“Christmas tree decoration” experiment
How to make a silvery decoration with a glass flask
Chemists have a very finely developed sense of beauty, they not only do scientific work, but they can also make Christmas tree decorations! Using the silver mirror reaction, we can make shiny and festive cones that you can hang on the Christmas tree!
Before starting the experiment, put on protective gloves and a lab coat. If silver nitrate gets on the skin, immediately rinse it with an abundant quantity of water.
Reagents and equipment:
- silver nitrate solution 100 ml 5 g/l;
- sodium hydroxide solution 5 ml 5 g/l;
- ammonia solution 3% 5 ml;
- glucose solution 30 ml 5 g/l, glass flasks, ribbon, fir tree twig
Take a glass flask–it will be the body for the decoration. Pour a silver nitrate solution into it and add the sodium hydroxide solution drop by drop. Then add drops of the ammonium solution until the sediment dissolves. Then pour the glucose solution into the flask and shake intensively for 3-5 minutes. After a few minutes, a shiny metal film will form on the walls of the flask. Pour out the contents of the flask and rinse several times with distilled water. Decorate the flask with a fir tree twig and a satin ribbon.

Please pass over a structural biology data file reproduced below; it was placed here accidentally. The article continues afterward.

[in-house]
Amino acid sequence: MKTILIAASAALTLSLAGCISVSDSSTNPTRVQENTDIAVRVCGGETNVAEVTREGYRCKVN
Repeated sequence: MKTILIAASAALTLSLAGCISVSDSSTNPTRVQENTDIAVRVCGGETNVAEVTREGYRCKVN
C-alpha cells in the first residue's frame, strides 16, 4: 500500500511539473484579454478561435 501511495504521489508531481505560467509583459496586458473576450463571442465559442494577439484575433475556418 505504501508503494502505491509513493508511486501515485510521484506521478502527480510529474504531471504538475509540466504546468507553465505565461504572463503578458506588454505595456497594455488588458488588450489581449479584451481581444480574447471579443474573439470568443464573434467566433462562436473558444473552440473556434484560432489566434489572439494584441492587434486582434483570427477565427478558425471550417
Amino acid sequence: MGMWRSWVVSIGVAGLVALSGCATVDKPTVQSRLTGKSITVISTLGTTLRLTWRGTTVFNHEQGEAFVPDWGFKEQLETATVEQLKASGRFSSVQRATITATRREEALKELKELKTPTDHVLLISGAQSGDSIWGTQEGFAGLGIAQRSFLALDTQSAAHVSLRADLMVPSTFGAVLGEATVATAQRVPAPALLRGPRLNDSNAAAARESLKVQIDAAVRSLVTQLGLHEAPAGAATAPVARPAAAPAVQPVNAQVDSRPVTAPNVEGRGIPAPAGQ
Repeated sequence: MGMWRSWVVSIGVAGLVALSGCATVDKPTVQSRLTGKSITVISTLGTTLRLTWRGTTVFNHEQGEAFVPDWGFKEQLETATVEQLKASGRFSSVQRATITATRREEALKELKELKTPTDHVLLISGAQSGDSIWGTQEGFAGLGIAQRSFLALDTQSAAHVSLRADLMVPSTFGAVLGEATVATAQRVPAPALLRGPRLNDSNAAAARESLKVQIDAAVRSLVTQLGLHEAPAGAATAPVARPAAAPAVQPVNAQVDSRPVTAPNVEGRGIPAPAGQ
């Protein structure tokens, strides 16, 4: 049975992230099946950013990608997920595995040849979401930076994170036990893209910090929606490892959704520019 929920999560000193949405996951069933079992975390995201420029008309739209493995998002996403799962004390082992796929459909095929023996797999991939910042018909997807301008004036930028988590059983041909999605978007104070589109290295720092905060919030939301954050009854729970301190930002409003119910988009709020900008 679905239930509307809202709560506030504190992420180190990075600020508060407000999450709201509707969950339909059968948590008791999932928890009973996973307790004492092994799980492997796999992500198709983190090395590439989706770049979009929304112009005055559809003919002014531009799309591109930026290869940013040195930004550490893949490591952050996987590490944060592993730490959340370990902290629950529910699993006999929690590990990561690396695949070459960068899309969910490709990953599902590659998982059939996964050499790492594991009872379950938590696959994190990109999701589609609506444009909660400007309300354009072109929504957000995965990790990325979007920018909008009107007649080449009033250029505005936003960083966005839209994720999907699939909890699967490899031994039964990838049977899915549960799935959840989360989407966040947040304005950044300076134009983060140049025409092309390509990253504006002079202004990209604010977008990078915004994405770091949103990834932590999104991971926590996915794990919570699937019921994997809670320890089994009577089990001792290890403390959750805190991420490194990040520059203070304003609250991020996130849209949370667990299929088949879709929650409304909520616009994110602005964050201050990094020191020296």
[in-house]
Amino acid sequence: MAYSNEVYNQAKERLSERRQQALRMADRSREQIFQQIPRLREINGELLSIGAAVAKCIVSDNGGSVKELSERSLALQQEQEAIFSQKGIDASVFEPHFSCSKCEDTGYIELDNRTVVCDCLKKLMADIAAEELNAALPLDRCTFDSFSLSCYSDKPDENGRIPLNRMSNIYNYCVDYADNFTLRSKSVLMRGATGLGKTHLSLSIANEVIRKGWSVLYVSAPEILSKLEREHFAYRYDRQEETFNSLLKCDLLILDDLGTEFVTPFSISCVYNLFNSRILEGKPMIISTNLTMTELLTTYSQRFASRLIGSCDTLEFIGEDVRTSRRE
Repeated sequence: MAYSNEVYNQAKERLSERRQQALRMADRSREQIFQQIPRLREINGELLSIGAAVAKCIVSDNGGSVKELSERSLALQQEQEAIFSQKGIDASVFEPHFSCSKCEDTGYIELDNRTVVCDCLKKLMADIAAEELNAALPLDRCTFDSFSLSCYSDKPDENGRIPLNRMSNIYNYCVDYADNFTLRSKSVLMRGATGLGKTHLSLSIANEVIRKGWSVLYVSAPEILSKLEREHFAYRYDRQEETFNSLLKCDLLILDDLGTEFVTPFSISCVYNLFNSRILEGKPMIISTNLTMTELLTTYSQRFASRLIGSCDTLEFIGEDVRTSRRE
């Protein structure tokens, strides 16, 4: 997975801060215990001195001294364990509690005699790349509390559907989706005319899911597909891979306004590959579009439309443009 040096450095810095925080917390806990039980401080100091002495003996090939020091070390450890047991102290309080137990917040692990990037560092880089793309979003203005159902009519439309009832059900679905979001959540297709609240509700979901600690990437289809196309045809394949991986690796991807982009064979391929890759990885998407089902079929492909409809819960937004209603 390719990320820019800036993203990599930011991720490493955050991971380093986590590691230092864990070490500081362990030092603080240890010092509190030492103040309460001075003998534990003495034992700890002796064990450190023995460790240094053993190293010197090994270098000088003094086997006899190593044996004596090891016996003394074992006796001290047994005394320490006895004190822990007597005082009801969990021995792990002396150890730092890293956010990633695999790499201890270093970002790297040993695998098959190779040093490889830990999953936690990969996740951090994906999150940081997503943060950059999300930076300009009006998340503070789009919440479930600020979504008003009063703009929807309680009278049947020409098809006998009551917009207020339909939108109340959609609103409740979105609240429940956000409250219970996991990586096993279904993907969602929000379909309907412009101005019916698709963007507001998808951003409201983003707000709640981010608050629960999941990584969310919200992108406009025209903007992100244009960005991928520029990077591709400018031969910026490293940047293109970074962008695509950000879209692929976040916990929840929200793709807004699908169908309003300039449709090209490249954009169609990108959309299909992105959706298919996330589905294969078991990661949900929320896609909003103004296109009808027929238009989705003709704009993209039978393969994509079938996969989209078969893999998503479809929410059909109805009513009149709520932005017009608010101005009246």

The basis of making the decorations is the qualitative reaction to aldehydes, which is called the “Silver mirror reaction”. When silver nitrate reacts with sodium hydroxide, brown silver oxide forms:
2AgNO₃ + 2NaOH → Ag₂O + 2NaNO₃ + H₂O
In the aqueous solution of ammonium, silver oxide dissolves with the formation of the complex compound of diamminesilver(I) hydroxide [Ag(NH₃)₂]OH], which chemists commonly call Tollens’ reagent:
Ag₂O + 4NH₄OH => 2[Ag(NH₃)₂]OH + Н₂O
Glucose is an aldehyde alcohol, i.e. it contains alcohol and aldehyde groups, and the latter is a reducer. When glucose is added to the obtained solution, silver is reduced from the solution, and on the surface of the glass a shiny metal film forms:
НОСН₂(СНОН)₄HС=O + 2[Ag(NH₃)2]OH => НОСН₂(CHОН)₄СООH + 2Ag +3NH₃ + H₂O